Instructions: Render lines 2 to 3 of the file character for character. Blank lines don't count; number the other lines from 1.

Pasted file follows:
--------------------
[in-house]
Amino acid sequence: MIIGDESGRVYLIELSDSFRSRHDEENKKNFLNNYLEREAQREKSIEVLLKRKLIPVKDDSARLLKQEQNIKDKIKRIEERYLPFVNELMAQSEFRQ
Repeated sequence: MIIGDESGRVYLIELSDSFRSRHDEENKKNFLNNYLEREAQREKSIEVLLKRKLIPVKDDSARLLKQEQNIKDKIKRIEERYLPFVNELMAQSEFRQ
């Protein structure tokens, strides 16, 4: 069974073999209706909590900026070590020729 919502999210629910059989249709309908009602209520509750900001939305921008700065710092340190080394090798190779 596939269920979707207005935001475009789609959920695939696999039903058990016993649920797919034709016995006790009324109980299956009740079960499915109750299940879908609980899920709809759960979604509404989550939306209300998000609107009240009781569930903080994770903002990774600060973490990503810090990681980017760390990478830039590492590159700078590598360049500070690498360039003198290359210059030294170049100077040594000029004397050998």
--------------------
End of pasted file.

Amino acid sequence: MIIGDESGRVYLIELSDSFRSRHDEENKKNFLNNYLEREAQREKSIEVLLKRKLIPVKDDSARLLKQEQNIKDKIKRIEERYLPFVNELMAQSEFRQ
Repeated sequence: MIIGDESGRVYLIELSDSFRSRHDEENKKNFLNNYLEREAQREKSIEVLLKRKLIPVKDDSARLLKQEQNIKDKIKRIEERYLPFVNELMAQSEFRQ